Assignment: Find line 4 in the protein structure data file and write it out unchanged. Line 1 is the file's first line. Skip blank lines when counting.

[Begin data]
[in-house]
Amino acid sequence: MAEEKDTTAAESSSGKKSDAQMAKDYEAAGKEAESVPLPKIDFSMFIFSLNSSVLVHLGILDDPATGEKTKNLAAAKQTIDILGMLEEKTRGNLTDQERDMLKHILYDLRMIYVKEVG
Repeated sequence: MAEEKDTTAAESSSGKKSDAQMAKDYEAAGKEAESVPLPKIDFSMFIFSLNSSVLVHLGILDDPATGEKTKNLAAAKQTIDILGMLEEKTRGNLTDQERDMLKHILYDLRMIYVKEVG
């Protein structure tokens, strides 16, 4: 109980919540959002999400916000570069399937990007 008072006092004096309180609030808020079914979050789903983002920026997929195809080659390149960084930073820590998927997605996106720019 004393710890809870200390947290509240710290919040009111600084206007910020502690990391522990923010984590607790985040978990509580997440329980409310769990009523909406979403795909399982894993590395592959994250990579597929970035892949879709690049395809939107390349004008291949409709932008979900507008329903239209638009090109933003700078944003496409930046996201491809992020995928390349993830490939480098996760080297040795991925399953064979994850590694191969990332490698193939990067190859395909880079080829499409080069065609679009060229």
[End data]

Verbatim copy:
């Protein structure tokens, strides 16, 4: 109980919540959002999400916000570069399937990007 008072006092004096309180609030808020079914979050789903983002920026997929195809080659390149960084930073820590998927997605996106720019 004393710890809870200390947290509240710290919040009111600084206007910020502690990391522990923010984590607790985040978990509580997440329980409310769990009523909406979403795909399982894993590395592959994250990579597929970035892949879709690049395809939107390349004008291949409709932008979900507008329903239209638009090109933003700078944003496409930046996201491809992020995928390349993830490939480098996760080297040795991925399953064979994850590694191969990332490698193939990067190859395909880079080829499409080069065609679009060229």